If you use a good quality potting mix, it probably has all the amendments it needs. I doubt you'd have to add anything like calcium or magnesium. I don't recall ever having to add anything like that. I have use fertilizers, to boost the nitrogen at the beginning, so the plant can grow large. Sometimes, I add a bit of a blossom booster type of fertilizer, to help the plant create flowers to provide fruit. There are also things that will help the plants set fruit, but I've never used those.

I've grown all kinds of tomatoes in containers. Your selection looks fine to me. The problems most people have is using the wrong kind of growing medium -- usually involving soil from their garden or yard -- and then overwatering.

Welcome and good luck! :)
"Isn't it enough to see that a garden is beautiful without having to believe that there are fairies at the bottom of it too?" - Douglas Adams

FrankT
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Posts: 4
Joined: Fri Mar 02, 2012 12:19 am
Location: Carlisle, Pa

THANK YOU! THANK YOU!

FrankT
Newly Registered
Posts: 4
Joined: Fri Mar 02, 2012 12:19 am
Location: Carlisle, Pa

Thank you again for your lengthly and informative reply to my post a few weeks ago. I have been diligently going through old posts trying to educate myself as much as possible. I'm at the point of getting all of my ducks in a row and am beginning to feel comfotable with the information I've gathered.

One of a few questions I'm still looking for an answer to; are most of the commercial potting mixes similar in make-up? Are there big differences in Jiffymix, Promix, Miracle-Gro, Bacto, etc. I've been looking around the various nurseries in my area and am leaning to Bacto because of the cost.

As usual, I will be appreciative of any info.

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Kisal
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Location: Oregon

I can't really recommend a specific brand, because there are so many, and I certainly haven't used them all. What I look for is a brand that doesn't have peat moss as one of the first ingredients. If you find one like that, you can just use it as is, right out of the bag. If the mix has more peat in it than I care for, I pick up a bag of perlite and toss in a few handfuls of that.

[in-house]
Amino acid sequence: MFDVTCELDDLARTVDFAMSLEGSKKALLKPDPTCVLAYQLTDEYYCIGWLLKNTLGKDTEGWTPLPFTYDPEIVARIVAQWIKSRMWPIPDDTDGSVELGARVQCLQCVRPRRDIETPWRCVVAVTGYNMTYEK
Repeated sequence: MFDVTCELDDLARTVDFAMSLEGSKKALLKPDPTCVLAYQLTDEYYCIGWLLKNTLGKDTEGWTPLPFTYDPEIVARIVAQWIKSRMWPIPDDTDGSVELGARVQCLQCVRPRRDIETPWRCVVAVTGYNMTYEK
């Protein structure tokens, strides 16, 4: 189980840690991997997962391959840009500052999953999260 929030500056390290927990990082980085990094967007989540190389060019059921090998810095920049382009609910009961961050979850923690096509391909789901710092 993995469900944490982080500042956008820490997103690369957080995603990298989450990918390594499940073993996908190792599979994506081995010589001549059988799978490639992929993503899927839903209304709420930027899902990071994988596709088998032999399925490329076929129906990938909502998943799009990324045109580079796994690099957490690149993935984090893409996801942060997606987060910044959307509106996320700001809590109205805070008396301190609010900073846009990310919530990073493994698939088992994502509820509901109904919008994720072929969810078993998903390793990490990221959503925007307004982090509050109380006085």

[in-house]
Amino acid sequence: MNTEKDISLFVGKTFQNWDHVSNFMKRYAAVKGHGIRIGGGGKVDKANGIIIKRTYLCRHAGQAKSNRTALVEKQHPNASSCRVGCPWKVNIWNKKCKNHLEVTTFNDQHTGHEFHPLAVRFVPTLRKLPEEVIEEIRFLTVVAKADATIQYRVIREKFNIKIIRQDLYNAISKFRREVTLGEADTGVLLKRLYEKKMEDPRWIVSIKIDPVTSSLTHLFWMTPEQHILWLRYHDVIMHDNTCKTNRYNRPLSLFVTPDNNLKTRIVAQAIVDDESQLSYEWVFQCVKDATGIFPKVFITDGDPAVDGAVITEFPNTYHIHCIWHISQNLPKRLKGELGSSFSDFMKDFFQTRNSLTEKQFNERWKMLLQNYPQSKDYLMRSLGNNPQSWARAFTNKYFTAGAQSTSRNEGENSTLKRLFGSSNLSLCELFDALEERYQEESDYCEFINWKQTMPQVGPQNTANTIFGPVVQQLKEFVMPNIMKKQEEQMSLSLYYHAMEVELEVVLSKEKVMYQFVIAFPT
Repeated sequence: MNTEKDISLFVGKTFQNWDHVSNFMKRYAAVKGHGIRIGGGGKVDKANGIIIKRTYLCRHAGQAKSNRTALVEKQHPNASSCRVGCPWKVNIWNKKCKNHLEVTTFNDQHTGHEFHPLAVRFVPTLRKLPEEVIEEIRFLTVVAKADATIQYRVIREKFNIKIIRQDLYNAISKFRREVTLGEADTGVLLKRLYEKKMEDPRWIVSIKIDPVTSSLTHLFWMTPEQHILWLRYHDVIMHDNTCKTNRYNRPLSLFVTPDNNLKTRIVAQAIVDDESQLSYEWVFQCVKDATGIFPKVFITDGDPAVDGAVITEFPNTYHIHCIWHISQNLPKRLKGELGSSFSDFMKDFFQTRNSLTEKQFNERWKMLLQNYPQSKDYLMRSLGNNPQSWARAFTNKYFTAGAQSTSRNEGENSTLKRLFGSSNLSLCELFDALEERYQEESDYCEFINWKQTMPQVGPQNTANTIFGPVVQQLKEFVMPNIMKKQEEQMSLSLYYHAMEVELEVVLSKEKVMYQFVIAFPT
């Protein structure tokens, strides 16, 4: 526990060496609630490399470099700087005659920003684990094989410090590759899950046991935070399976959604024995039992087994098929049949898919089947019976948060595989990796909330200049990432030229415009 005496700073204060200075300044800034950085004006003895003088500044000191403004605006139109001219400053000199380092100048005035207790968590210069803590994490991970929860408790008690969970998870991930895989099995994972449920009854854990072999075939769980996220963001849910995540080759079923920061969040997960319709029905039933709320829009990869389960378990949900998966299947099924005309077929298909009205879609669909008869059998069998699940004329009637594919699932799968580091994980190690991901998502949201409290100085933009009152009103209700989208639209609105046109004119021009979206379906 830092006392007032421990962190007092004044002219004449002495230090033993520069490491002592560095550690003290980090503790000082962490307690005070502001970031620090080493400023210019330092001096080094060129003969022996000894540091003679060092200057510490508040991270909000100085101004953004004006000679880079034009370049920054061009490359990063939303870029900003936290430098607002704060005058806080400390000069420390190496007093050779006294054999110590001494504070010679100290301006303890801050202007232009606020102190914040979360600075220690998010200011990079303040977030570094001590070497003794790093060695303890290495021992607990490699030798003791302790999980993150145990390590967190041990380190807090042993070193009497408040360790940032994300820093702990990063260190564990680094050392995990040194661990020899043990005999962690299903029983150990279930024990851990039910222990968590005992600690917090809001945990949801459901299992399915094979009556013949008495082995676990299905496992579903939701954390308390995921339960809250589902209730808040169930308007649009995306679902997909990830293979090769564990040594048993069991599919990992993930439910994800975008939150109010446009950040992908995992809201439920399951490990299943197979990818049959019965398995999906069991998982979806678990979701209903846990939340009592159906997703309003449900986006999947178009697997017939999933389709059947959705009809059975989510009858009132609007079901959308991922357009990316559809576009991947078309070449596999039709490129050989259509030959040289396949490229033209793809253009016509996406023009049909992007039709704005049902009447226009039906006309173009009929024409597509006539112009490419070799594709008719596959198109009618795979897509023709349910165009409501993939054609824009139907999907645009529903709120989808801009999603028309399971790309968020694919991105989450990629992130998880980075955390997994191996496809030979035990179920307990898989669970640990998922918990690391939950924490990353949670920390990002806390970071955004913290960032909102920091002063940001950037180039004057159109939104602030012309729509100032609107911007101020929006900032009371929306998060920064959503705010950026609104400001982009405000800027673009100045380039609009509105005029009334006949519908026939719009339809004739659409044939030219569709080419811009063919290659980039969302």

All you need to do is make sure that the mix stays nice and loose, even when wet, so it will drain quickly.

The mix I use most often is Nature's Gold. I think it might be made by the ProMix people, but I don't remember for certain. I don't have to mix anything into the Nature's Gold, I just use it as it is.

I ask a clerk to open a bag for me, then I try to squeeze a handful into a ball. It should be moist, and if it is, but still falls apart, then it's good. :)
"Isn't it enough to see that a garden is beautiful without having to believe that there are fairies at the bottom of it too?" - Douglas Adams

loveykatie
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Location: Maryland

The mix I use most often is Nature's Gold. I think it might be made by the ProMix people, but I don't remember for certain. I don't have to mix anything into the Nature's Gold, I just use it as it is.

I ask a clerk to open a bag for me, then I try to squeeze a handful into a ball. It should be moist, and if it is, but still falls apart, then it's good.
Can you buy this brand anywhere (like Lowes or Home Depot)?

They will just open a bag for you right there into the store? What if you don't like it? Do they have to throw away the rest?
~Katie
First year of gardening - loving every minute!

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PunkRotten
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Location: Monterey, CA.

Just want to say I grew Jet Star last year and I really liked it.